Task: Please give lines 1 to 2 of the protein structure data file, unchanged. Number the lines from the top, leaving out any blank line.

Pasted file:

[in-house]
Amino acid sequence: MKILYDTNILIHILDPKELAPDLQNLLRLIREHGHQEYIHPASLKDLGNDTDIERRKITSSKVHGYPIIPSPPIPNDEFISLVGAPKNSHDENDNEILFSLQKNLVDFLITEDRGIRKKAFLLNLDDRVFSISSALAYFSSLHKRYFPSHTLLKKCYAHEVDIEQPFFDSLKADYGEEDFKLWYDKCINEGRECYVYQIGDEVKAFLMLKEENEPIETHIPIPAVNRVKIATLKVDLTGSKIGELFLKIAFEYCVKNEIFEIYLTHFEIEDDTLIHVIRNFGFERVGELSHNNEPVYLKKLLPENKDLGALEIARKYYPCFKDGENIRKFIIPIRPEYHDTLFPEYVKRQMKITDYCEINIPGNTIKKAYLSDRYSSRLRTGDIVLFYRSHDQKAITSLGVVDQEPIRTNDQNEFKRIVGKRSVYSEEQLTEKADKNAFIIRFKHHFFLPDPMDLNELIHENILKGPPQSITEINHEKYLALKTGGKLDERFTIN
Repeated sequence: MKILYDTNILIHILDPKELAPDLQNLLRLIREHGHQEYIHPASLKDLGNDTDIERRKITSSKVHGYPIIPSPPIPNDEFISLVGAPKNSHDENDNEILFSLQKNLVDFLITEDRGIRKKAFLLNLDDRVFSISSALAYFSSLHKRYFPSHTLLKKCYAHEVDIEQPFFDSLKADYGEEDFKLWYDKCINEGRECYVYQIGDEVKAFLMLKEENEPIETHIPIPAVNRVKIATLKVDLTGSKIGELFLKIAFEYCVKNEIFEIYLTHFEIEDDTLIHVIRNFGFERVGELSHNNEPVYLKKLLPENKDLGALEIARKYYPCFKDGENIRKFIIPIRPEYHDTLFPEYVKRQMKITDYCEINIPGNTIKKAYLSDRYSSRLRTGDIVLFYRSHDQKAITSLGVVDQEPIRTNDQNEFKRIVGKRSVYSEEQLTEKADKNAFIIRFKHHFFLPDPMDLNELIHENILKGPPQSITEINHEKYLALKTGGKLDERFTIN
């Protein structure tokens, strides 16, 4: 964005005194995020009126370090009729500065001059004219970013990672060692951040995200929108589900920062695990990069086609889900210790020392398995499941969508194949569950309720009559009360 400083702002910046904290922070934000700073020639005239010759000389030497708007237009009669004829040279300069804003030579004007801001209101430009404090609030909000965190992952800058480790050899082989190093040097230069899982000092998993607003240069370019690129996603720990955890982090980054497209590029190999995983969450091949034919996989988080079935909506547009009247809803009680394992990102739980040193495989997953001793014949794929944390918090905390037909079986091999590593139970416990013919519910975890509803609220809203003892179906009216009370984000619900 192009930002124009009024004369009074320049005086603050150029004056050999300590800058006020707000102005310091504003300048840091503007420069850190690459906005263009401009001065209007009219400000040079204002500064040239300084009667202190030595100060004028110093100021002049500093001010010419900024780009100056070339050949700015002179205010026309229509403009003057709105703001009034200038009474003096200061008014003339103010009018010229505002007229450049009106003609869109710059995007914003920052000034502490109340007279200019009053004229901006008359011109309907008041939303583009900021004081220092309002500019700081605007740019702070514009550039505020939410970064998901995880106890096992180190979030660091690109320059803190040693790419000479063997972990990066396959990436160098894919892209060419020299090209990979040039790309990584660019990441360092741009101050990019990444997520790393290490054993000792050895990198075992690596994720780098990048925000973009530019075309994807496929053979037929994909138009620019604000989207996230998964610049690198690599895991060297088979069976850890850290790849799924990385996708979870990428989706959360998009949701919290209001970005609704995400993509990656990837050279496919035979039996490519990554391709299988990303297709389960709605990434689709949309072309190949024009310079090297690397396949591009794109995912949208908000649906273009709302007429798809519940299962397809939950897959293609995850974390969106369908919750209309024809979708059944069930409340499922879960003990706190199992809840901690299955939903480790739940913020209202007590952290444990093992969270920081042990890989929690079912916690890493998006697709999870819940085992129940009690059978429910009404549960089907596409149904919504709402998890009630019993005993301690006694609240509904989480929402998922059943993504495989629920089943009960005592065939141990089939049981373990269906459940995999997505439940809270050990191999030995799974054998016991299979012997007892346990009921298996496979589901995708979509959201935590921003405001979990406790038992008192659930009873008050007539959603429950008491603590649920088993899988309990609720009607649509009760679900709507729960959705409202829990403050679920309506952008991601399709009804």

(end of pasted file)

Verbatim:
[in-house]
Amino acid sequence: MKILYDTNILIHILDPKELAPDLQNLLRLIREHGHQEYIHPASLKDLGNDTDIERRKITSSKVHGYPIIPSPPIPNDEFISLVGAPKNSHDENDNEILFSLQKNLVDFLITEDRGIRKKAFLLNLDDRVFSISSALAYFSSLHKRYFPSHTLLKKCYAHEVDIEQPFFDSLKADYGEEDFKLWYDKCINEGRECYVYQIGDEVKAFLMLKEENEPIETHIPIPAVNRVKIATLKVDLTGSKIGELFLKIAFEYCVKNEIFEIYLTHFEIEDDTLIHVIRNFGFERVGELSHNNEPVYLKKLLPENKDLGALEIARKYYPCFKDGENIRKFIIPIRPEYHDTLFPEYVKRQMKITDYCEINIPGNTIKKAYLSDRYSSRLRTGDIVLFYRSHDQKAITSLGVVDQEPIRTNDQNEFKRIVGKRSVYSEEQLTEKADKNAFIIRFKHHFFLPDPMDLNELIHENILKGPPQSITEINHEKYLALKTGGKLDERFTIN